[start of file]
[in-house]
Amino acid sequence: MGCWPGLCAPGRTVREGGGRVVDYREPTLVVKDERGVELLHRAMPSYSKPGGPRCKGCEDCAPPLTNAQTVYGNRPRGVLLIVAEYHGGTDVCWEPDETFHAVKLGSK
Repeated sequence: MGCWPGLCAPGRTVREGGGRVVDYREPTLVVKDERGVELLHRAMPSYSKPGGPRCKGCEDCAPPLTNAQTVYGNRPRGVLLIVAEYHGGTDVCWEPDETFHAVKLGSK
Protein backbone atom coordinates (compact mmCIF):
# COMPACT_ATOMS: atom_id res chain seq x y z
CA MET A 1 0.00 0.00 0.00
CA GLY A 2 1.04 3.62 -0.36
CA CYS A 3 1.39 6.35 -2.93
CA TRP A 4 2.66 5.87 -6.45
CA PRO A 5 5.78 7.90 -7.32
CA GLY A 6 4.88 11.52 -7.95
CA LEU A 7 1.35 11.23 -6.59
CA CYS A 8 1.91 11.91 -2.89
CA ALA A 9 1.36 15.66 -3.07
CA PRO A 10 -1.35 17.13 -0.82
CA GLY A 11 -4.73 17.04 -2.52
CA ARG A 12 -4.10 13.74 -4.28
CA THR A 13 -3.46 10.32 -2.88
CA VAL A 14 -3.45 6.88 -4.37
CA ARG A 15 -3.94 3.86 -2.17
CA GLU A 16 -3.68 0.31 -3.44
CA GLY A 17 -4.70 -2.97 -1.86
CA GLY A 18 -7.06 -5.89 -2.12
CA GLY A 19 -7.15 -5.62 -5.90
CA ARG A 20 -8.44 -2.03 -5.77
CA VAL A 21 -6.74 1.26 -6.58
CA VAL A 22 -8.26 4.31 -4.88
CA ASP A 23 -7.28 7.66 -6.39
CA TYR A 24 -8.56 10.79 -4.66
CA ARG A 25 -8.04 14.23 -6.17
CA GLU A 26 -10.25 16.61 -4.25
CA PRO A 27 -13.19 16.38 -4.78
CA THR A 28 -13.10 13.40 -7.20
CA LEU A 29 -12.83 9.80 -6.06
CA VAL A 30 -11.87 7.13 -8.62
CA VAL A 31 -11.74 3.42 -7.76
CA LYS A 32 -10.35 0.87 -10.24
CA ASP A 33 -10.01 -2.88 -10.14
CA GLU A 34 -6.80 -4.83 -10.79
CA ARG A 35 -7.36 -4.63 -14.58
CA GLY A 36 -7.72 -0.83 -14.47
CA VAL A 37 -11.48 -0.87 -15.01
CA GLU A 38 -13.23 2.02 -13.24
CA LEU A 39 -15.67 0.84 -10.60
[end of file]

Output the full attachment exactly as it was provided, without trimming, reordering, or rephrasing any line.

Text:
[in-house]
Amino acid sequence: MGCWPGLCAPGRTVREGGGRVVDYREPTLVVKDERGVELLHRAMPSYSKPGGPRCKGCEDCAPPLTNAQTVYGNRPRGVLLIVAEYHGGTDVCWEPDETFHAVKLGSK
Repeated sequence: MGCWPGLCAPGRTVREGGGRVVDYREPTLVVKDERGVELLHRAMPSYSKPGGPRCKGCEDCAPPLTNAQTVYGNRPRGVLLIVAEYHGGTDVCWEPDETFHAVKLGSK
Protein backbone atom coordinates (compact mmCIF):
# COMPACT_ATOMS: atom_id res chain seq x y z
CA MET A 1 0.00 0.00 0.00
CA GLY A 2 1.04 3.62 -0.36
CA CYS A 3 1.39 6.35 -2.93
CA TRP A 4 2.66 5.87 -6.45
CA PRO A 5 5.78 7.90 -7.32
CA GLY A 6 4.88 11.52 -7.95
CA LEU A 7 1.35 11.23 -6.59
CA CYS A 8 1.91 11.91 -2.89
CA ALA A 9 1.36 15.66 -3.07
CA PRO A 10 -1.35 17.13 -0.82
CA GLY A 11 -4.73 17.04 -2.52
CA ARG A 12 -4.10 13.74 -4.28
CA THR A 13 -3.46 10.32 -2.88
CA VAL A 14 -3.45 6.88 -4.37
CA ARG A 15 -3.94 3.86 -2.17
CA GLU A 16 -3.68 0.31 -3.44
CA GLY A 17 -4.70 -2.97 -1.86
CA GLY A 18 -7.06 -5.89 -2.12
CA GLY A 19 -7.15 -5.62 -5.90
CA ARG A 20 -8.44 -2.03 -5.77
CA VAL A 21 -6.74 1.26 -6.58
CA VAL A 22 -8.26 4.31 -4.88
CA ASP A 23 -7.28 7.66 -6.39
CA TYR A 24 -8.56 10.79 -4.66
CA ARG A 25 -8.04 14.23 -6.17
CA GLU A 26 -10.25 16.61 -4.25
CA PRO A 27 -13.19 16.38 -4.78
CA THR A 28 -13.10 13.40 -7.20
CA LEU A 29 -12.83 9.80 -6.06
CA VAL A 30 -11.87 7.13 -8.62
CA VAL A 31 -11.74 3.42 -7.76
CA LYS A 32 -10.35 0.87 -10.24
CA ASP A 33 -10.01 -2.88 -10.14
CA GLU A 34 -6.80 -4.83 -10.79
CA ARG A 35 -7.36 -4.63 -14.58
CA GLY A 36 -7.72 -0.83 -14.47
CA VAL A 37 -11.48 -0.87 -15.01
CA GLU A 38 -13.23 2.02 -13.24
CA LEU A 39 -15.67 0.84 -10.60